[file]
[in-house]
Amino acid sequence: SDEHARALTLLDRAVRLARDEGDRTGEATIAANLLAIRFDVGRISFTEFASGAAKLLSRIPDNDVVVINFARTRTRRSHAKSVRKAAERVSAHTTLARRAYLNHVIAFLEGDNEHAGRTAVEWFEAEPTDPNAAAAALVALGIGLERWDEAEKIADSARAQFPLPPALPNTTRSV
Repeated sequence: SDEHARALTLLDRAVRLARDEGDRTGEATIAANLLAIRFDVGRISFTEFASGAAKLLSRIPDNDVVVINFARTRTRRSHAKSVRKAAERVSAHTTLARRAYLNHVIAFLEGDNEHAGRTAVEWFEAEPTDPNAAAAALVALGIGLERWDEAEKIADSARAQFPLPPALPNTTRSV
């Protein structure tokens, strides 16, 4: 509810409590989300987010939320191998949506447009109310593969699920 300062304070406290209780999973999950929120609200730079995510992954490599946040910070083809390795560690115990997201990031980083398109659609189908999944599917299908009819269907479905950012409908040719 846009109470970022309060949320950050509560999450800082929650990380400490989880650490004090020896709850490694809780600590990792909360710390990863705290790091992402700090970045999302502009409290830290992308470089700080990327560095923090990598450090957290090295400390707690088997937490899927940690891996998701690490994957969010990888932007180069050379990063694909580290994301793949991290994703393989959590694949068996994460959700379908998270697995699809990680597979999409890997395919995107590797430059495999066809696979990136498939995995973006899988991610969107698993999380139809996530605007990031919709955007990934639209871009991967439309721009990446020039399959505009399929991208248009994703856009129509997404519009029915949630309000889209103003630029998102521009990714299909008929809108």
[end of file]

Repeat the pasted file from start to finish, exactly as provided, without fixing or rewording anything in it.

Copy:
[in-house]
Amino acid sequence: SDEHARALTLLDRAVRLARDEGDRTGEATIAANLLAIRFDVGRISFTEFASGAAKLLSRIPDNDVVVINFARTRTRRSHAKSVRKAAERVSAHTTLARRAYLNHVIAFLEGDNEHAGRTAVEWFEAEPTDPNAAAAALVALGIGLERWDEAEKIADSARAQFPLPPALPNTTRSV
Repeated sequence: SDEHARALTLLDRAVRLARDEGDRTGEATIAANLLAIRFDVGRISFTEFASGAAKLLSRIPDNDVVVINFARTRTRRSHAKSVRKAAERVSAHTTLARRAYLNHVIAFLEGDNEHAGRTAVEWFEAEPTDPNAAAAALVALGIGLERWDEAEKIADSARAQFPLPPALPNTTRSV
């Protein structure tokens, strides 16, 4: 509810409590989300987010939320191998949506447009109310593969699920 300062304070406290209780999973999950929120609200730079995510992954490599946040910070083809390795560690115990997201990031980083398109659609189908999944599917299908009819269907479905950012409908040719 846009109470970022309060949320950050509560999450800082929650990380400490989880650490004090020896709850490694809780600590990792909360710390990863705290790091992402700090970045999302502009409290830290992308470089700080990327560095923090990598450090957290090295400390707690088997937490899927940690891996998701690490994957969010990888932007180069050379990063694909580290994301793949991290994703393989959590694949068996994460959700379908998270697995699809990680597979999409890997395919995107590797430059495999066809696979990136498939995995973006899988991610969107698993999380139809996530605007990031919709955007990934639209871009991967439309721009990446020039399959505009399929991208248009994703856009129509997404519009029915949630309000889209103003630029998102521009990714299909008929809108």